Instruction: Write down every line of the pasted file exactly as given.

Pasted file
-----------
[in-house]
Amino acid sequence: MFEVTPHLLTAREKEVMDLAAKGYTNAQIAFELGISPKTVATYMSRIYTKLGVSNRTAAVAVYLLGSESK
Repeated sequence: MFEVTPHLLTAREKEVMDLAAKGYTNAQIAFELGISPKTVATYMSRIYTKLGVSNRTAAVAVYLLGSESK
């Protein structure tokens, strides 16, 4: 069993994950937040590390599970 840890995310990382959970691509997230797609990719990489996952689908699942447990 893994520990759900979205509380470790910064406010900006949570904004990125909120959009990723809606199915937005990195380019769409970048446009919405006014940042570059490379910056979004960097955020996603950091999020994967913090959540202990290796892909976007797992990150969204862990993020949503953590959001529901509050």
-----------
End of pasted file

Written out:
[in-house]
Amino acid sequence: MFEVTPHLLTAREKEVMDLAAKGYTNAQIAFELGISPKTVATYMSRIYTKLGVSNRTAAVAVYLLGSESK
Repeated sequence: MFEVTPHLLTAREKEVMDLAAKGYTNAQIAFELGISPKTVATYMSRIYTKLGVSNRTAAVAVYLLGSESK
């Protein structure tokens, strides 16, 4: 069993994950937040590390599970 840890995310990382959970691509997230797609990719990489996952689908699942447990 893994520990759900979205509380470790910064406010900006949570904004990125909120959009990723809606199915937005990195380019769409970048446009919405006014940042570059490379910056979004960097955020996603950091999020994967913090959540202990290796892909976007797992990150969204862990993020949503953590959001529901509050």